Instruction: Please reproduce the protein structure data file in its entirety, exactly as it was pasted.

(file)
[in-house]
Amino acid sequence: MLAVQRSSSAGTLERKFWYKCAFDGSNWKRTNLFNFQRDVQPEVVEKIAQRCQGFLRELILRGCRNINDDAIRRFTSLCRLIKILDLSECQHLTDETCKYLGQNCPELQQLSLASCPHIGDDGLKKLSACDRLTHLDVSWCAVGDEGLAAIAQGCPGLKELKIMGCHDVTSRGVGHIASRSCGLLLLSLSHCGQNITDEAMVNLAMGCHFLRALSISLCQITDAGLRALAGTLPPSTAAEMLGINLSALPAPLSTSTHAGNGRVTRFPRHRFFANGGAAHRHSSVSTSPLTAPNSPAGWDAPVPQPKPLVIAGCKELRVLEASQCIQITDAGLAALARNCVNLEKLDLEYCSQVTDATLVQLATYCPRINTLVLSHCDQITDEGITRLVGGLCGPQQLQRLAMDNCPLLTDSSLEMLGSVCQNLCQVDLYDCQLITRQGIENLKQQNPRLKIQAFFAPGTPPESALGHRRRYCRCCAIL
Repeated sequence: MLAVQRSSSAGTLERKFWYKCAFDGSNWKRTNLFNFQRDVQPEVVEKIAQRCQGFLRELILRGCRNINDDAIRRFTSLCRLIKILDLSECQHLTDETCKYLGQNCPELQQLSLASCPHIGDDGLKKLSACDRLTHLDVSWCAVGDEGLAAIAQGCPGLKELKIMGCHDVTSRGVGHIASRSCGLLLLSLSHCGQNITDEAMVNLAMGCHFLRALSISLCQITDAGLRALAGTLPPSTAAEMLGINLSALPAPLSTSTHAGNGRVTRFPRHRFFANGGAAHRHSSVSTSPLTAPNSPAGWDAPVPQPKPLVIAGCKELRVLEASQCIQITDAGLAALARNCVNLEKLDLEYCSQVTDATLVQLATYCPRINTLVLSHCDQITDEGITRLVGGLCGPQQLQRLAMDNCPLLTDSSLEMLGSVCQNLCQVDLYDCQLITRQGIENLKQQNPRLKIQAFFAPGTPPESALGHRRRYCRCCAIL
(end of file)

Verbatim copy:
[in-house]
Amino acid sequence: MLAVQRSSSAGTLERKFWYKCAFDGSNWKRTNLFNFQRDVQPEVVEKIAQRCQGFLRELILRGCRNINDDAIRRFTSLCRLIKILDLSECQHLTDETCKYLGQNCPELQQLSLASCPHIGDDGLKKLSACDRLTHLDVSWCAVGDEGLAAIAQGCPGLKELKIMGCHDVTSRGVGHIASRSCGLLLLSLSHCGQNITDEAMVNLAMGCHFLRALSISLCQITDAGLRALAGTLPPSTAAEMLGINLSALPAPLSTSTHAGNGRVTRFPRHRFFANGGAAHRHSSVSTSPLTAPNSPAGWDAPVPQPKPLVIAGCKELRVLEASQCIQITDAGLAALARNCVNLEKLDLEYCSQVTDATLVQLATYCPRINTLVLSHCDQITDEGITRLVGGLCGPQQLQRLAMDNCPLLTDSSLEMLGSVCQNLCQVDLYDCQLITRQGIENLKQQNPRLKIQAFFAPGTPPESALGHRRRYCRCCAIL
Repeated sequence: MLAVQRSSSAGTLERKFWYKCAFDGSNWKRTNLFNFQRDVQPEVVEKIAQRCQGFLRELILRGCRNINDDAIRRFTSLCRLIKILDLSECQHLTDETCKYLGQNCPELQQLSLASCPHIGDDGLKKLSACDRLTHLDVSWCAVGDEGLAAIAQGCPGLKELKIMGCHDVTSRGVGHIASRSCGLLLLSLSHCGQNITDEAMVNLAMGCHFLRALSISLCQITDAGLRALAGTLPPSTAAEMLGINLSALPAPLSTSTHAGNGRVTRFPRHRFFANGGAAHRHSSVSTSPLTAPNSPAGWDAPVPQPKPLVIAGCKELRVLEASQCIQITDAGLAALARNCVNLEKLDLEYCSQVTDATLVQLATYCPRINTLVLSHCDQITDEGITRLVGGLCGPQQLQRLAMDNCPLLTDSSLEMLGSVCQNLCQVDLYDCQLITRQGIENLKQQNPRLKIQAFFAPGTPPESALGHRRRYCRCCAIL